Women are disproportionately impacted by climate change and face greater exposure to disasters, economic losses, and health repercussions than men. Climate finance has a large role to play in addressing these vulnerabilities. The lesser-told narrative, however, is that women also act as benefit multipliers, with the ability to improve the effectiveness of climate finance when it’s gender-smart.

As COP27 approaches, momentum is building for Gender Day, on November 14. Incorporating gender considerations more fully into climate action has been on the international climate agenda since the 2010 Cancun Agreements, followed by the 2014 Lima Work Programme on Gender, which aimed to integrate gender considerations into the work of the United Nations Framework Convention on Climate Change (UNFCCC).

While much of these efforts have focused on improving gender balance at the climate negotiation tables, a joint letter ahead of COP27 is calling for public and private investors alike to mobilize climate finance that is more ‘gender-smart’, but what does this mean?

  1. Gender-smart climate finance is smart climate finance

Climate finance is gender-smart when it leverages women’s unique skillsets and experiences.  Women play a catalytic role in climate mitigation and adaptation in their businesses, communities, and homes. Studies have shown that companies with women in leadership positions are more likely to adopt sustainability practices and reduce carbon emissions. Women are also critical to the adoption of sustainable land use practices, as well as the adoption of clean cooking, heating, and lighting.

Gender-smart climate finance addresses a missed opportunity to grow green businesses, build resilient communities, and launch transformational climate technologies by empowering women as entrepreneurs, community leaders, heads of households, and consumers.

On the other hand, failing to include gender considerations in climate finance can severely undermine the effectiveness and sustainability of climate investments. Ignoring the cultural, political, and social reasons for why women farmers, for example, face lower access to climate-resilient technology, information, and financing can prevent large-scale adoption of these same practices and technologies. Similarly, ignoring women’s purchasing power and security considerations cannot only result in decreased usage and profitability of public transport and green infrastructure investments, but can also heighten gender-based violence risks.  Unless climate finance considers women’s unique needs, we risk amplifying existing inequalities, weakening adaptation and mitigation efforts, and undermining overall objectives of climate finance.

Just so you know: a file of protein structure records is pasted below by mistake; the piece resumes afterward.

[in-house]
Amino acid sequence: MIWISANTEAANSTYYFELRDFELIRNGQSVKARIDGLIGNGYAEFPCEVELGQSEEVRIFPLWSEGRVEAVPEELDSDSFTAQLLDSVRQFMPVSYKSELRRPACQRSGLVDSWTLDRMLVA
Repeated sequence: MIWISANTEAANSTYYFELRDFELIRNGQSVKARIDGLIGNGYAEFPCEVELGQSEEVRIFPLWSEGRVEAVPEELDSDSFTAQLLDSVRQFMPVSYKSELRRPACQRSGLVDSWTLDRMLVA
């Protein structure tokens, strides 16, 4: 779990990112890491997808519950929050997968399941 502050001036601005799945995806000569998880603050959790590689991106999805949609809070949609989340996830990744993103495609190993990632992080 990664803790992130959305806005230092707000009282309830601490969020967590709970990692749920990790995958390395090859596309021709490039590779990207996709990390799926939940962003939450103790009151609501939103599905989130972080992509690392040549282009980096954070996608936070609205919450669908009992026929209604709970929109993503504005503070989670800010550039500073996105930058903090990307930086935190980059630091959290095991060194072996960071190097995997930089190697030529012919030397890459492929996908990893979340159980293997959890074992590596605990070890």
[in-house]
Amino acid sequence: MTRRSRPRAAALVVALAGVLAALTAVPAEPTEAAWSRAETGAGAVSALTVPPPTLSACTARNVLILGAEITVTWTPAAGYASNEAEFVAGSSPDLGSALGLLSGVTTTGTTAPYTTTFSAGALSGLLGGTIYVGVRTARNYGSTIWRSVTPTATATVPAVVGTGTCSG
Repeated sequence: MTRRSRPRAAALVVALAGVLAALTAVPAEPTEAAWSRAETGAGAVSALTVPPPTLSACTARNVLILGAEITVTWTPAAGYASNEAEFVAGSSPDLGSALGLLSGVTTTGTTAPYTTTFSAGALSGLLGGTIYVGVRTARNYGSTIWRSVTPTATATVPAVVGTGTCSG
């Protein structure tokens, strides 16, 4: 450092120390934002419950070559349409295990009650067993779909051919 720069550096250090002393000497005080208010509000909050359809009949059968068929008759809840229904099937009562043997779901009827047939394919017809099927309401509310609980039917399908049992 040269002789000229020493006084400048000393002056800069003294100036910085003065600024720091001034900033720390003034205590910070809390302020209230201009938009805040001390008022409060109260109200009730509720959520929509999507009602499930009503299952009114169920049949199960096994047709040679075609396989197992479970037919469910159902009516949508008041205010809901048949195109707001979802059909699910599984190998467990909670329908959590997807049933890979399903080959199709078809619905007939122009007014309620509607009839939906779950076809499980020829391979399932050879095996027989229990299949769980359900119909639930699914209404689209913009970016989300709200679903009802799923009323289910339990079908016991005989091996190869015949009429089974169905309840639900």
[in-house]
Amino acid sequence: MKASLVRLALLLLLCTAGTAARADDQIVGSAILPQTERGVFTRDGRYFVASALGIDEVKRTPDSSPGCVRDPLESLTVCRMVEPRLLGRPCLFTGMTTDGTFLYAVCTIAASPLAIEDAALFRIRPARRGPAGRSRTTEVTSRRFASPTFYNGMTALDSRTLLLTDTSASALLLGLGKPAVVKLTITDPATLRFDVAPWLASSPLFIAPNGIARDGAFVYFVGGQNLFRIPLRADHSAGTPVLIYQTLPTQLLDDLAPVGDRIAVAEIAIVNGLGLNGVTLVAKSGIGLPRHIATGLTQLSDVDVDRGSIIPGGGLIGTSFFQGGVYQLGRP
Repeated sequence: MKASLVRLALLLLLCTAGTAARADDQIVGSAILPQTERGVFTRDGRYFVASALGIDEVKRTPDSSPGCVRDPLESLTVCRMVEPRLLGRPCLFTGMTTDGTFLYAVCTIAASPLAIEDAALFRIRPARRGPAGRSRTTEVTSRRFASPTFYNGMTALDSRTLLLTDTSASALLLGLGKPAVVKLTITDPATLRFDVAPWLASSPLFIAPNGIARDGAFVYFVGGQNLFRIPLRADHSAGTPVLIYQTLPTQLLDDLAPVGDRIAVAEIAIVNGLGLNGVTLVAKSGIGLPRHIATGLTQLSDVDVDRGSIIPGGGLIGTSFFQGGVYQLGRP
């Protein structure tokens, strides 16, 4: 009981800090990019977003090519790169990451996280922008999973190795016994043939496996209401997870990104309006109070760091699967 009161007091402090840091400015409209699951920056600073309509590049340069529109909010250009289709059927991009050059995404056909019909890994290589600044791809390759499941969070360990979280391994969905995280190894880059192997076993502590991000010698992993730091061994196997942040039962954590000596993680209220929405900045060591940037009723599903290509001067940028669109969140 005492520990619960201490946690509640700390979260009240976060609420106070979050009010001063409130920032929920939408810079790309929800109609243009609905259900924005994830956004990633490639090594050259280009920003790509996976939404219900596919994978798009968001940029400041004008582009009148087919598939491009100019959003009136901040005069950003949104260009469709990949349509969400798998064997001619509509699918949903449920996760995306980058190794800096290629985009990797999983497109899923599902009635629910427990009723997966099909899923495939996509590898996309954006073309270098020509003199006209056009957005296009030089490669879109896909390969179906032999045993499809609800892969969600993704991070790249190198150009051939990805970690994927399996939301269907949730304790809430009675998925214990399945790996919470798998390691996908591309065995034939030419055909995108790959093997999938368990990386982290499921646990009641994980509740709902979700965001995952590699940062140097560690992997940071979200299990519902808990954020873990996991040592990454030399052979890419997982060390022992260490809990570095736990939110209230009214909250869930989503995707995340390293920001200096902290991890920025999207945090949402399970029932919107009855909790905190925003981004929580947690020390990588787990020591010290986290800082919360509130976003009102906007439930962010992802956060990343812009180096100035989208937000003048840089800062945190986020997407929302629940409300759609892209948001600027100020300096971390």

1. Gender-smart climate finance flows are on the rise, but greater intentionality is needed

An increasing number of public and private investors recognize women’s role as agents of climate action. Climate-related Official Development Assistance (ODA) that integrates gender objectives grew from 36% to 57% from 2014 to 2019, and so did blended finance transactions that target both gender and climate goals. An increasing number of funds are committed to gender-lens investing.

Yet, while investor appetite is growing, we need climate finance that more intentionally directs resources towards women and disrupts the systems that prevent women from accessing climate finance. Expert interviews revealed that gender is often seen as an optional add-on to climate finance investments. In fact, only 0.04% of climate-focused ODA had gender equality as a principal objective. Despite the evidence of women’s catalytic role in agriculture and businesses, the global financing gap facing women-owned businesses is equivalent to $1.7 trillion. Women farmers in developing economies receive only 10% of total aid for land use and agriculture. There simply are not sufficient climate investments going directly towards women or that address the disproportionate impacts that exist.

  1. We need climate finance instruments designed with gender equality at their core

To get climate finance where it needs to be, we ultimately need more options and investment opportunities designed with gender equality in mind. For this reason, the Global Innovation Lab for Climate Finance (the Lab) launched a Gender Equality stream for its 2023 cycle. FinDev Canada and Global Affairs Canada support the initiative.

Ideas submitted to this stream should have as core objectives both the advancement of gender equality and climate change mitigation and/or adaptation. Ideas must have a direct impact on, and specific outcomes for, gender equality and women empowerment (see FAQ with examples). Leveraging the Lab’s experience in accelerating climate finance instruments, selected Lab ideas benefit from seven months of in-kind support to incubate their instrument and bring it to market. Apply here.

Instruments coming out of the Lab can serve as catalysts, demonstrating the effectiveness of gender-smart climate finance instruments and ultimately contributing to climate finance that benefits women worldwide. In this way, we hope it will become increasingly obvious, at this COP and beyond, that gender-smart climate finance is simply smart climate finance.

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